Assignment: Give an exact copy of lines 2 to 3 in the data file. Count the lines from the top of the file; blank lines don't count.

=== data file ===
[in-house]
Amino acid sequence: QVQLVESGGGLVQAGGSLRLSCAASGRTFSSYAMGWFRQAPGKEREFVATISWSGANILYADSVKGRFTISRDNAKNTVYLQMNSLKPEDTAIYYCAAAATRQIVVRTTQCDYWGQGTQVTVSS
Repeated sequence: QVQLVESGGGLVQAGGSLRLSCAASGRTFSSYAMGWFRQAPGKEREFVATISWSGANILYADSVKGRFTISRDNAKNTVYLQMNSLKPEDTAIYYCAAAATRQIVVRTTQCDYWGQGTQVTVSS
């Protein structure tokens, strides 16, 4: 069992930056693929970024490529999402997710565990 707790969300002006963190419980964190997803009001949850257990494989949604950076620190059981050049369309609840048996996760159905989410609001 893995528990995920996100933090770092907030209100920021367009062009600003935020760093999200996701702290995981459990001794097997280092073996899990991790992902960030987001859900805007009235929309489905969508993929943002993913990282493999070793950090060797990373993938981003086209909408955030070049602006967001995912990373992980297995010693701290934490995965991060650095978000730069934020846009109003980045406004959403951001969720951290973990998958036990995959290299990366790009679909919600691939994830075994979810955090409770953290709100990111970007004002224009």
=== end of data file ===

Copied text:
Amino acid sequence: QVQLVESGGGLVQAGGSLRLSCAASGRTFSSYAMGWFRQAPGKEREFVATISWSGANILYADSVKGRFTISRDNAKNTVYLQMNSLKPEDTAIYYCAAAATRQIVVRTTQCDYWGQGTQVTVSS
Repeated sequence: QVQLVESGGGLVQAGGSLRLSCAASGRTFSSYAMGWFRQAPGKEREFVATISWSGANILYADSVKGRFTISRDNAKNTVYLQMNSLKPEDTAIYYCAAAATRQIVVRTTQCDYWGQGTQVTVSS